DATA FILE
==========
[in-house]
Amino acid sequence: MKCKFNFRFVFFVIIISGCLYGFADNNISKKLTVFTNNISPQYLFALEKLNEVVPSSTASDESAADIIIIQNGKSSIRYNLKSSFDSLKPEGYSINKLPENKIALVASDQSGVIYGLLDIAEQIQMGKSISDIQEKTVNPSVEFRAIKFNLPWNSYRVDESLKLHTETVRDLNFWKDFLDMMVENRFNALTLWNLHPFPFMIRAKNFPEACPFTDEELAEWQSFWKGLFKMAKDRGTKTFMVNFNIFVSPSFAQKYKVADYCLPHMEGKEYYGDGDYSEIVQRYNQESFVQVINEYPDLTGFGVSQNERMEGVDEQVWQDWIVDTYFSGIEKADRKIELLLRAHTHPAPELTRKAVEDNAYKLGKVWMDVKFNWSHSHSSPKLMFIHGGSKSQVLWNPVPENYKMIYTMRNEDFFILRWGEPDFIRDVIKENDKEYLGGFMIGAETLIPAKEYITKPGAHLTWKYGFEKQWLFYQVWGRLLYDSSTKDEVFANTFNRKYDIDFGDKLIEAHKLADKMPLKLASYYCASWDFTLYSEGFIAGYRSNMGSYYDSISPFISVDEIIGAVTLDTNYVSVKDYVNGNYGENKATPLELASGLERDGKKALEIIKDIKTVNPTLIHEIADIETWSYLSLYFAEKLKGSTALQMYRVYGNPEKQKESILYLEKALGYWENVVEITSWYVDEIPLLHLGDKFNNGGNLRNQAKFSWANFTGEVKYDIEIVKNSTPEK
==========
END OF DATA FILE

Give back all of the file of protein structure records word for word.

[in-house]
Amino acid sequence: MKCKFNFRFVFFVIIISGCLYGFADNNISKKLTVFTNNISPQYLFALEKLNEVVPSSTASDESAADIIIIQNGKSSIRYNLKSSFDSLKPEGYSINKLPENKIALVASDQSGVIYGLLDIAEQIQMGKSISDIQEKTVNPSVEFRAIKFNLPWNSYRVDESLKLHTETVRDLNFWKDFLDMMVENRFNALTLWNLHPFPFMIRAKNFPEACPFTDEELAEWQSFWKGLFKMAKDRGTKTFMVNFNIFVSPSFAQKYKVADYCLPHMEGKEYYGDGDYSEIVQRYNQESFVQVINEYPDLTGFGVSQNERMEGVDEQVWQDWIVDTYFSGIEKADRKIELLLRAHTHPAPELTRKAVEDNAYKLGKVWMDVKFNWSHSHSSPKLMFIHGGSKSQVLWNPVPENYKMIYTMRNEDFFILRWGEPDFIRDVIKENDKEYLGGFMIGAETLIPAKEYITKPGAHLTWKYGFEKQWLFYQVWGRLLYDSSTKDEVFANTFNRKYDIDFGDKLIEAHKLADKMPLKLASYYCASWDFTLYSEGFIAGYRSNMGSYYDSISPFISVDEIIGAVTLDTNYVSVKDYVNGNYGENKATPLELASGLERDGKKALEIIKDIKTVNPTLIHEIADIETWSYLSLYFAEKLKGSTALQMYRVYGNPEKQKESILYLEKALGYWENVVEITSWYVDEIPLLHLGDKFNNGGNLRNQAKFSWANFTGEVKYDIEIVKNSTPEK